From CNN.com: NEW YORK (CNNMoney) — Ten hard-hit housing markets will record double-digit price increases through 2013, according to a report Wednesday.
And with mortgage rates low, many house hunters have already started to pounce on bargains, said David Stiff, chief economist at Fiserv, a financial analytics company that prepared the forecast. “Some markets may have overshot to the downside, and people are jumping in to try to catch the bottom,” Stiff said.
Nationwide, home prices will start rebounding late this year and gain an average of 4% a year over the next five years, Fiserv projects.
In a separate report released Wednesday by the National Association of Realtors, the national median home price declined by just 0.4% in the three months ended March 31 compared with the same period in 2011.
About half of the 146 metro-area markets surveyed by NAR showed a price increase, as buyers make inroads into the supply of homes for sale all across the country. National inventory has dropped by 22% compared to a year earlier.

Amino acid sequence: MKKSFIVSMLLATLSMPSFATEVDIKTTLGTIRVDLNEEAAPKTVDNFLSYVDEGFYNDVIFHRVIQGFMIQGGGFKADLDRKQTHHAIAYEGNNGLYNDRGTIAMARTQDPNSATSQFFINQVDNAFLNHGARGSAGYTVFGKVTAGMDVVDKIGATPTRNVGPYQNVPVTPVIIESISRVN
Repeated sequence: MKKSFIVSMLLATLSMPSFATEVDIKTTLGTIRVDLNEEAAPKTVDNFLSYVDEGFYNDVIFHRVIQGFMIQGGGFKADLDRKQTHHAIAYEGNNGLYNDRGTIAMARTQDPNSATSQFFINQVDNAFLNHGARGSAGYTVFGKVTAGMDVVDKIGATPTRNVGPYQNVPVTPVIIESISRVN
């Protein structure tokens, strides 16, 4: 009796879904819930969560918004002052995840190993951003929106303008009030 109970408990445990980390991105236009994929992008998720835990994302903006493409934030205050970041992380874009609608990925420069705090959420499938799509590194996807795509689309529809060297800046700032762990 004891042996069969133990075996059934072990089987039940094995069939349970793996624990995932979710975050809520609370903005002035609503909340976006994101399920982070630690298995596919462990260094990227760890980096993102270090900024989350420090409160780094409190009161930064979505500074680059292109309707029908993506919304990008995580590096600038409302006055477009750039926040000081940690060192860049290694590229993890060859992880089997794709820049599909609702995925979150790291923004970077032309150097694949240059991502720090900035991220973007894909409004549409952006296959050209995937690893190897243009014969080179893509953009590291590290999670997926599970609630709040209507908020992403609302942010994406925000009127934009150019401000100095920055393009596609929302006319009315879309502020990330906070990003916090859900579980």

“Given the steadily dwindling supply of inventory and notably higher listing prices that are being negotiated today, prices are expected to show further improvements in the near future,” said Lawrence Yun, NAR’s chief economist.
Home prices will also be driven higher as banks opt for short sales instead of repossessions. Repossessed homes sell for between 25% and 50% less than comparable homes sold by conventional sellers, according to Daren Blomquist, a spokesman for RealtyTrac, which markets foreclosed properties.
Bank repossessions often go through lengthy foreclosure processes and long periods of vacancy, during which they may deteriorate and lose value.
Fiserv’s Stiff forecasts that Madera, Calif., will produce the largest home price gain over the next two years. This market bubbled during the housing boom, with the median home price jumping above $300,000, according to the National Association of Home Builders.
Prices have since tumbled 53% off their peak, to about $125,000. Fiserv is projecting a price jump of 21.5% by the end of 2013 with 16.5% of that increase coming next year.